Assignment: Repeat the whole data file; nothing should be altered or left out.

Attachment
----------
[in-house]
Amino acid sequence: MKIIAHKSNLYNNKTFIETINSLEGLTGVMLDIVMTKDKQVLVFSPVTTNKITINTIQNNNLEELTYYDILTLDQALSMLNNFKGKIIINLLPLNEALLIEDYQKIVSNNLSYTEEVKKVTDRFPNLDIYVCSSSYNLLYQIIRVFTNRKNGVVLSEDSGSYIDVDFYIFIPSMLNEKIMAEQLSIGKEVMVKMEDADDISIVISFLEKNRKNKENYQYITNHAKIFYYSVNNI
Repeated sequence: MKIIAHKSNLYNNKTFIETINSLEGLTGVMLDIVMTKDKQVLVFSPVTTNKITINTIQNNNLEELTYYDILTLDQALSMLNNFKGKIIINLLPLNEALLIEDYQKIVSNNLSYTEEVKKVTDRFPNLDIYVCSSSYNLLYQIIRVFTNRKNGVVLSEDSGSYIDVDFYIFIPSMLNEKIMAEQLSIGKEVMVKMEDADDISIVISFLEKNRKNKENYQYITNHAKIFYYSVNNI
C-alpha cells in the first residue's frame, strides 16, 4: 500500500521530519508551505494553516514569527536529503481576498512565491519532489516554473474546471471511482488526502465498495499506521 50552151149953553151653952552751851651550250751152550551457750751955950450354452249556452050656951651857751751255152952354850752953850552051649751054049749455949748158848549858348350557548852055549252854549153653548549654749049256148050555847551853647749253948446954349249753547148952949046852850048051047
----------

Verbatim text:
[in-house]
Amino acid sequence: MKIIAHKSNLYNNKTFIETINSLEGLTGVMLDIVMTKDKQVLVFSPVTTNKITINTIQNNNLEELTYYDILTLDQALSMLNNFKGKIIINLLPLNEALLIEDYQKIVSNNLSYTEEVKKVTDRFPNLDIYVCSSSYNLLYQIIRVFTNRKNGVVLSEDSGSYIDVDFYIFIPSMLNEKIMAEQLSIGKEVMVKMEDADDISIVISFLEKNRKNKENYQYITNHAKIFYYSVNNI
Repeated sequence: MKIIAHKSNLYNNKTFIETINSLEGLTGVMLDIVMTKDKQVLVFSPVTTNKITINTIQNNNLEELTYYDILTLDQALSMLNNFKGKIIINLLPLNEALLIEDYQKIVSNNLSYTEEVKKVTDRFPNLDIYVCSSSYNLLYQIIRVFTNRKNGVVLSEDSGSYIDVDFYIFIPSMLNEKIMAEQLSIGKEVMVKMEDADDISIVISFLEKNRKNKENYQYITNHAKIFYYSVNNI
C-alpha cells in the first residue's frame, strides 16, 4: 500500500521530519508551505494553516514569527536529503481576498512565491519532489516554473474546471471511482488526502465498495499506521 50552151149953553151653952552751851651550250751152550551457750751955950450354452249556452050656951651857751751255152952354850752953850552051649751054049749455949748158848549858348350557548852055549252854549153653548549654749049256148050555847551853647749253948446954349249753547148952949046852850048051047